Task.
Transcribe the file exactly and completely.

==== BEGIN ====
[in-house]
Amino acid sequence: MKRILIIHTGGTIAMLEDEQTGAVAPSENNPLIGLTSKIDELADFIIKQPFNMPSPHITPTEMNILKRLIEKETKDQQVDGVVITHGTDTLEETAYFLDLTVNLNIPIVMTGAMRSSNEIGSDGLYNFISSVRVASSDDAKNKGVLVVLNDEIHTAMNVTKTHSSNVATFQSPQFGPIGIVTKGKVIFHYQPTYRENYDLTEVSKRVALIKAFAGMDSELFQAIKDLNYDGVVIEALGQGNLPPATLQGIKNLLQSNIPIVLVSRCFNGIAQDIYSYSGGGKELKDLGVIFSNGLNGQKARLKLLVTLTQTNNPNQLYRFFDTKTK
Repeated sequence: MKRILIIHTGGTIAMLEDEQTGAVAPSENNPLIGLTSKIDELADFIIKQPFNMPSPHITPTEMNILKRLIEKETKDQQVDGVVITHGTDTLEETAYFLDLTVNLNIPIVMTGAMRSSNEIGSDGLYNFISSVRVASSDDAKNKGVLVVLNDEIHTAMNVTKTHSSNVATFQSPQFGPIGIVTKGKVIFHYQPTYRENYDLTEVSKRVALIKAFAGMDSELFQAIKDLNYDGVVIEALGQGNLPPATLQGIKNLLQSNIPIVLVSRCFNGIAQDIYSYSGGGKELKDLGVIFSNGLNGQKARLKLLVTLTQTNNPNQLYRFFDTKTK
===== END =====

[in-house]
Amino acid sequence: MKRILIIHTGGTIAMLEDEQTGAVAPSENNPLIGLTSKIDELADFIIKQPFNMPSPHITPTEMNILKRLIEKETKDQQVDGVVITHGTDTLEETAYFLDLTVNLNIPIVMTGAMRSSNEIGSDGLYNFISSVRVASSDDAKNKGVLVVLNDEIHTAMNVTKTHSSNVATFQSPQFGPIGIVTKGKVIFHYQPTYRENYDLTEVSKRVALIKAFAGMDSELFQAIKDLNYDGVVIEALGQGNLPPATLQGIKNLLQSNIPIVLVSRCFNGIAQDIYSYSGGGKELKDLGVIFSNGLNGQKARLKLLVTLTQTNNPNQLYRFFDTKTK
Repeated sequence: MKRILIIHTGGTIAMLEDEQTGAVAPSENNPLIGLTSKIDELADFIIKQPFNMPSPHITPTEMNILKRLIEKETKDQQVDGVVITHGTDTLEETAYFLDLTVNLNIPIVMTGAMRSSNEIGSDGLYNFISSVRVASSDDAKNKGVLVVLNDEIHTAMNVTKTHSSNVATFQSPQFGPIGIVTKGKVIFHYQPTYRENYDLTEVSKRVALIKAFAGMDSELFQAIKDLNYDGVVIEALGQGNLPPATLQGIKNLLQSNIPIVLVSRCFNGIAQDIYSYSGGGKELKDLGVIFSNGLNGQKARLKLLVTLTQTNNPNQLYRFFDTKTK